Friends who went swimming didn't like reading. Readers didn't like sleeping rough. Opera-goers refused physical exercise and dressed unfashionably. Those who enjoyed walking for miles through the parks and forests that surround Paris, liked pop music and B-grade films. Everyone seemed two-dimensional with little depth to either interests or character. They were Mr. Sole the fishmonger, or Miss Silk the couturier. Never was Mr. Gross the Grocer also a poet, hiker, opera buff, handyman, and creative dancer.

Parisian male fashions were more daring than those of London. Tight trousers very low on the hips, worn with abbreviated, fine woollen sweaters exposing several inches of bare flesh above and below the navel. Berlitz management demanded jacket and tie, but on the streets and in the dancing clubs, fashion ruled. However, no matter how much or little I wore, there seemed no hope of finding Mr. Right in a gay club, because they're meat markets, not meet markets. Furthermore, I was 'out of fashion'!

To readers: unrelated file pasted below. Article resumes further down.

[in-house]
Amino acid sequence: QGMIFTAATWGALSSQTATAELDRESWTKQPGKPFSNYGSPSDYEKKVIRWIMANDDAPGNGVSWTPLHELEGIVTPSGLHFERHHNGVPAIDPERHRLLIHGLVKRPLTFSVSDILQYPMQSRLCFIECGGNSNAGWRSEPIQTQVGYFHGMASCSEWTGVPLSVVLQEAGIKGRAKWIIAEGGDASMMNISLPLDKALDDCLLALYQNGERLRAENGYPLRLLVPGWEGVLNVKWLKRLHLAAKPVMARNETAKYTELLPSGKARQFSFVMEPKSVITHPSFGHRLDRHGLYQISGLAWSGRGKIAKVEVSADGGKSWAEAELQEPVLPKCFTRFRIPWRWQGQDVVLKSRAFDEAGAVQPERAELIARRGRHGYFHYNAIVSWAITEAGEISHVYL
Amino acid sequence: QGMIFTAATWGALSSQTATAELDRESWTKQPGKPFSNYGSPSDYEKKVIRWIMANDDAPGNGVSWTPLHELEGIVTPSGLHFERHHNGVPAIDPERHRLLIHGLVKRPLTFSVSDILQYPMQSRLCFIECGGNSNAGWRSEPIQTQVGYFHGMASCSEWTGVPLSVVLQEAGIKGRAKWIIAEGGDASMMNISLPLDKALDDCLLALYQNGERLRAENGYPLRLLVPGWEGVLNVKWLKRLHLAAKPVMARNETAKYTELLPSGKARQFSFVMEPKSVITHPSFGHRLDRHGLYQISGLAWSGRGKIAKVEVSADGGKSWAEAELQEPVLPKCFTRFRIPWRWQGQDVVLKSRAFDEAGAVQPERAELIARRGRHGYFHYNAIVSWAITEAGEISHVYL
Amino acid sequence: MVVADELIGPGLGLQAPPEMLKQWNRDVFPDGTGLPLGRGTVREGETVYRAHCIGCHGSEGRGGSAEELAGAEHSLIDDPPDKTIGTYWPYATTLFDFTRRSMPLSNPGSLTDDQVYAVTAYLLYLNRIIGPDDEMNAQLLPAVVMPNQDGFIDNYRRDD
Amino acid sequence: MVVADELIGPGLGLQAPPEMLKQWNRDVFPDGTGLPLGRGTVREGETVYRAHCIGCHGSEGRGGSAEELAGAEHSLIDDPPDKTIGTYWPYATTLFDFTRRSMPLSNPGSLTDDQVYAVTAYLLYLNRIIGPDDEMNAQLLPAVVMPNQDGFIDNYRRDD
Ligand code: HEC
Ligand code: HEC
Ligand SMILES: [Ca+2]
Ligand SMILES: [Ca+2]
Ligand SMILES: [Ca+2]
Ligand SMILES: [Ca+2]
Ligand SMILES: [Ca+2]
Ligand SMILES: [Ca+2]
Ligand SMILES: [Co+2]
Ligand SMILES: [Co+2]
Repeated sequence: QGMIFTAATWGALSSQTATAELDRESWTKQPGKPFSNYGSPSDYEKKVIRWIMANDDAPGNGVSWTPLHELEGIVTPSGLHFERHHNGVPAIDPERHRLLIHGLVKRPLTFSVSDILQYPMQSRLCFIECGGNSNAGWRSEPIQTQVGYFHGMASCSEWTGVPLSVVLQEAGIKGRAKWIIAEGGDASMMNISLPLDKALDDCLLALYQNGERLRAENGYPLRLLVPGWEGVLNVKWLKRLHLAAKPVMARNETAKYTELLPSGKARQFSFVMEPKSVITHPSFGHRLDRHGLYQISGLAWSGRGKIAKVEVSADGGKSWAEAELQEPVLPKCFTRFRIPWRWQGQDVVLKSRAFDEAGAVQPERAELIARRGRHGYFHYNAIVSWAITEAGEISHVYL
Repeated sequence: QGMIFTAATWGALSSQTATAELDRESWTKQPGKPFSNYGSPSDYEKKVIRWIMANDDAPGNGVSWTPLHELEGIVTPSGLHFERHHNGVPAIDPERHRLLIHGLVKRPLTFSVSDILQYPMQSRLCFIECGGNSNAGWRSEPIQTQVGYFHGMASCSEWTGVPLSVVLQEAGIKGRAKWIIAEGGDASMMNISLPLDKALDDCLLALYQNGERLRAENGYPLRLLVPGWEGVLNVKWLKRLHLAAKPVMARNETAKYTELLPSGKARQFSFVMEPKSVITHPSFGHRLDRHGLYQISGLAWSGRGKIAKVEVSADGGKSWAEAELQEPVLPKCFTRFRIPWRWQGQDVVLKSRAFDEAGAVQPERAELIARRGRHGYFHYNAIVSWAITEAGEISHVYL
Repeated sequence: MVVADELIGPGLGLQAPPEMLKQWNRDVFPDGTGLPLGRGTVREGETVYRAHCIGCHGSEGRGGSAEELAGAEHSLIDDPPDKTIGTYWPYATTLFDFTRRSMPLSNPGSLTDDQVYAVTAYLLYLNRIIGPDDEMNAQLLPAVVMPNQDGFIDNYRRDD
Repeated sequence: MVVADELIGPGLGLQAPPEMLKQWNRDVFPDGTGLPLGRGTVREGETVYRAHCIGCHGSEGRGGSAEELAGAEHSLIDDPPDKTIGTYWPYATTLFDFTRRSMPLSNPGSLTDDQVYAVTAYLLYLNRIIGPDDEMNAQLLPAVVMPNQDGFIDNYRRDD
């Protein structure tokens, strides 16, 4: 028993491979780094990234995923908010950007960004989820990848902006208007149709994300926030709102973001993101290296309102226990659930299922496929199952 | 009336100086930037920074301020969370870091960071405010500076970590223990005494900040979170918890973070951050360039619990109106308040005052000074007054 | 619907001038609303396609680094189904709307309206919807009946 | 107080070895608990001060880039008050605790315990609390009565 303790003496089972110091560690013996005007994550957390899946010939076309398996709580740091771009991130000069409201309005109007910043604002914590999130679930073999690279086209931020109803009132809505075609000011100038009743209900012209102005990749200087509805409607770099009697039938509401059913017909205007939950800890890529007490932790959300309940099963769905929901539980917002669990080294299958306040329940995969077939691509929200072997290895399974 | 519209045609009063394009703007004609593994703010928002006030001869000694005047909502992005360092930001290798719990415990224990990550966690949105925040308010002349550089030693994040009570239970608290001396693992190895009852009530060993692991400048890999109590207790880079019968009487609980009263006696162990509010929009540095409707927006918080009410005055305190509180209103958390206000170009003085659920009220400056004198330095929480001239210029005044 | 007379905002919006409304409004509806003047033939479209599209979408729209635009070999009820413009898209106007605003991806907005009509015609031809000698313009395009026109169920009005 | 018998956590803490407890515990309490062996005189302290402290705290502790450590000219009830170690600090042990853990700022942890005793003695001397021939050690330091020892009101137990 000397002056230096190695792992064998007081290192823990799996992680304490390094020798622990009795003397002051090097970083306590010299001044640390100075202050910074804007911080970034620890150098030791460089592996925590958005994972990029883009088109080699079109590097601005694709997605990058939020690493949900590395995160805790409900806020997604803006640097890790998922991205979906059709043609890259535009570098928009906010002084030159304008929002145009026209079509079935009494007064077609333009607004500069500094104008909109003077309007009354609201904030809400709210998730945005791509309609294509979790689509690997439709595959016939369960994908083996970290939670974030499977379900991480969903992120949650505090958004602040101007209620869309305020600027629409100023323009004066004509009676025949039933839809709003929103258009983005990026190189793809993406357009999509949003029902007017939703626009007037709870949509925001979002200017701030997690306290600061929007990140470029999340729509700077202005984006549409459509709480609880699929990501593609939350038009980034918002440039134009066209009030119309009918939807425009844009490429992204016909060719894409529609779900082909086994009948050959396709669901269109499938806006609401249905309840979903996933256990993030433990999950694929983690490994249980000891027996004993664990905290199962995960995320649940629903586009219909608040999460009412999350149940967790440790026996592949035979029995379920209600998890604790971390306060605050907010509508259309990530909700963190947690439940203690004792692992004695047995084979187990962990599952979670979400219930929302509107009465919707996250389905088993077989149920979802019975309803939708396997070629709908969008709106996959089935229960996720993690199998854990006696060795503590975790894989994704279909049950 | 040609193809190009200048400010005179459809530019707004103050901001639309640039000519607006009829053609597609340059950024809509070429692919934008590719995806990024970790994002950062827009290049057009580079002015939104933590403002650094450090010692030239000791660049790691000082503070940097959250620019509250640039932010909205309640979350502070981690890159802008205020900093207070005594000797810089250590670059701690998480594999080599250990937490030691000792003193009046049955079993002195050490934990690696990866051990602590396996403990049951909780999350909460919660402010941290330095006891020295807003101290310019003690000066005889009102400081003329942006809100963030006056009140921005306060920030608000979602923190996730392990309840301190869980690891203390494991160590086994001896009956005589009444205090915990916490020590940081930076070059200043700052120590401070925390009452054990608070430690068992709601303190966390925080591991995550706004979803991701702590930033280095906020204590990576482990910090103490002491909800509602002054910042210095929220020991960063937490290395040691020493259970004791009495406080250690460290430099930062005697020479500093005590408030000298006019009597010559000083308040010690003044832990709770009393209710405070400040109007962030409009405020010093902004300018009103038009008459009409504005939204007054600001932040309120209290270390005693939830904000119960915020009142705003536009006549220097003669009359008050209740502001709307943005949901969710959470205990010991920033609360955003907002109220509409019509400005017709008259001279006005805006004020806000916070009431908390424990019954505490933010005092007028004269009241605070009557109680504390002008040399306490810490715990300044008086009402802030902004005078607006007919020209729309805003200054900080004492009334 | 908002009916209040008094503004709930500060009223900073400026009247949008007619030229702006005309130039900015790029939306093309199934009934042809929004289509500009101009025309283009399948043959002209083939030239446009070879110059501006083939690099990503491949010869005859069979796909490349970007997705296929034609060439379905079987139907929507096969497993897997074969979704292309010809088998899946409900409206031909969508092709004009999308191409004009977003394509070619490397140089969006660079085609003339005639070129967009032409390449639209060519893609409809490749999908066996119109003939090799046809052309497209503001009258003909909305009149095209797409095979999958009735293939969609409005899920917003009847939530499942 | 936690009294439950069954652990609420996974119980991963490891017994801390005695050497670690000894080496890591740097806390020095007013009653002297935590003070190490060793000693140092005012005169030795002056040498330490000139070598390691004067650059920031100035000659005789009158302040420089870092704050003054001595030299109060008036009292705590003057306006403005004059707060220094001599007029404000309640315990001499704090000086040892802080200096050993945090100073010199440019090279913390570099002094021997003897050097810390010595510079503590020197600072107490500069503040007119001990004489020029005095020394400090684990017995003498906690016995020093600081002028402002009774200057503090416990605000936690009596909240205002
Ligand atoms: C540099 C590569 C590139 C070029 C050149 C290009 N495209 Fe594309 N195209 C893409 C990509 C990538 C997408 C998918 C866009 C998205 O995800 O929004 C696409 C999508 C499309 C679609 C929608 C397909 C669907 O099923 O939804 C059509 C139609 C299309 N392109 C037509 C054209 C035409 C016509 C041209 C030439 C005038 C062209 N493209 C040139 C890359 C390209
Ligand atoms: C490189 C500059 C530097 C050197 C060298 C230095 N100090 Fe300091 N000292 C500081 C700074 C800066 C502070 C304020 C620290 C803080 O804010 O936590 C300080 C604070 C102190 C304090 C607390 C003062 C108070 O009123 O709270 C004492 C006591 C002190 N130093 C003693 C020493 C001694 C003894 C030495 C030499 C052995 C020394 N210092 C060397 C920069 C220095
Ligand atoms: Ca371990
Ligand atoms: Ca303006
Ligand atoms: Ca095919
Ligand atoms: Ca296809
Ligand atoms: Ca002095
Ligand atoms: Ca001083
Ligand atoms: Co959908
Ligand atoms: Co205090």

Young, cute and androgynously boyish was 'in'. Over twenty-two and butch was 'out'. At twenty-four I was already over the hill! The men I fancied no longer fancied me. Wilting flowers casting lovelorn glances my way were two a penny, but they didn't appeal. I might as well have searched for hens' teeth as look for love in those places.

And then I danced with a wild twenty-eight-year-old Yugoslav at Club Caesar, a gay venue run by a couple of ageing lesbians, with a cosy bar downstairs and a large dancing floor above. Broad shoulders, narrow hips, large hands, straight brown hair, strong jaw, amused eyes, he danced like the professional stripper/dancer he had been in a club near Place Clichy. We danced as if we'd been partners for years, and when he learned I'd had similar employment he took me to a nightclub in a cellar a few streets behind Théâtre Odéon.